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Lawrence v. Texas remains, after three years of precedential life, an opinion in search of a principle. It is both libertarian – Randy Barnett has called it the constitutionalization of John Stuart Mill's On Liberty – and communitarian – William Eskridge has described it as the gay rights movement's Brown v. Board of Education. It is simultaneously broad, in its evocation of our deepest spiritual commitments, and narrow, in its self-conscious attempts to avoid condemning laws against same-sex marriage, prostitution, and bestiality. This Article reconciles these competing claims on Lawrence's jurisprudential legacy. In Part I, it defends the view that Lawrence constitutionalizes what I call "metaprivacy": When societal consensus internalizes a breach of the historical legal divide between particular "conduct" and an associated "status," punishment of that conduct cannot be based on moral approbation alone. The Article then, in Part II, harmonizes this view of Lawrence's legacy with pre-Lawrence constitutional privacy doctrine and theory. Finally, in Part III, the Article applies this understanding of Lawrence interdoctrinally, to capital sentencing. The Article suggests that all that separates the impermissible moral judgments made by a legislature in prohibiting sodomy from the permissible indeed, almost constitutionally required-moral judgments made during the sentencing phase of a capital trial is a preference for gays over other a priori criminals. Notwithstanding the obvious appeal of permitting such a preference, Lawrence provides no support for it.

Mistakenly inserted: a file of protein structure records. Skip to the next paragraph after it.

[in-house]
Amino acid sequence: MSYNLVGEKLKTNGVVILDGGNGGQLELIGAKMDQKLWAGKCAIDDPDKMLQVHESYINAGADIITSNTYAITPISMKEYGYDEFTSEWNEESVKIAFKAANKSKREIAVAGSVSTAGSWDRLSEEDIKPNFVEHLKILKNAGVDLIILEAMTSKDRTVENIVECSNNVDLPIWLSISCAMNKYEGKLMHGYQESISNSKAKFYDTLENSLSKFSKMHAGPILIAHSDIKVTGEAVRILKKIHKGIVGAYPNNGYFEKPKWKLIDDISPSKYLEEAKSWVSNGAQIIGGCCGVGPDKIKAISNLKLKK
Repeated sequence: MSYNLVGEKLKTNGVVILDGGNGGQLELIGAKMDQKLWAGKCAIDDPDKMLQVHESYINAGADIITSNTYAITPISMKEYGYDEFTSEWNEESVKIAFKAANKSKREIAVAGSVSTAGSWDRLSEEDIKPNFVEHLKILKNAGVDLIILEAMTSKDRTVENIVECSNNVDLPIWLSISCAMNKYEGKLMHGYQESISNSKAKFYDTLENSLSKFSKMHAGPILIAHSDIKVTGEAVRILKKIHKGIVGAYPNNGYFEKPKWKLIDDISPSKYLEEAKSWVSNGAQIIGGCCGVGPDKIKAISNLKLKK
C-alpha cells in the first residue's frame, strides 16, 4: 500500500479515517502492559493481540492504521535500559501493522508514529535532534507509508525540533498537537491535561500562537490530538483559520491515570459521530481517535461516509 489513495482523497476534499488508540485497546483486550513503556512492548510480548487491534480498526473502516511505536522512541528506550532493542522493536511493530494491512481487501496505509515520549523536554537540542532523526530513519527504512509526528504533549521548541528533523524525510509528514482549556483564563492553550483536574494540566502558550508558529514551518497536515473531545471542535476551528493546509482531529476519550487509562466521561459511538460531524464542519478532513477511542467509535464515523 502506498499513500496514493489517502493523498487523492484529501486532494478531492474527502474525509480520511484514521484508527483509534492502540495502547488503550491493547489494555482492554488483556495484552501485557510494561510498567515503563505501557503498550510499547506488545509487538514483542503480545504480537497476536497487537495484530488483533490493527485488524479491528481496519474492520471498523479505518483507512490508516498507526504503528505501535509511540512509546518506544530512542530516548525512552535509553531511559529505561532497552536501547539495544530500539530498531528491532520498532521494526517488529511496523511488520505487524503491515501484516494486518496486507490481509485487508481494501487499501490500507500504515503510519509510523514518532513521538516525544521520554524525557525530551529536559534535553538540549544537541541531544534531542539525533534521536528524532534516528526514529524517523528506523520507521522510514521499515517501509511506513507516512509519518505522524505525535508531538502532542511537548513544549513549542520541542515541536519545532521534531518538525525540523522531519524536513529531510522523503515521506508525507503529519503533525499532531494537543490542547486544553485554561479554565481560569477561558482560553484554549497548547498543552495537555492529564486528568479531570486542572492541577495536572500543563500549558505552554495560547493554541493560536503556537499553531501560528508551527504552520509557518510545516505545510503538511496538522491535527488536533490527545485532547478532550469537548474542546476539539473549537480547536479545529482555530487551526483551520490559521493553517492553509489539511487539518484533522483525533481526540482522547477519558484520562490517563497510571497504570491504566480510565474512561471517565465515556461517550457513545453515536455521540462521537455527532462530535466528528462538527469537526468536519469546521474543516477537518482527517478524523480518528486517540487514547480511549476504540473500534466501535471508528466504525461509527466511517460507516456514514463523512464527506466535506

Civil Rights and Discrimination | Constitutional Law | Law | Law and Gender | Privacy Law | Sexuality and the Law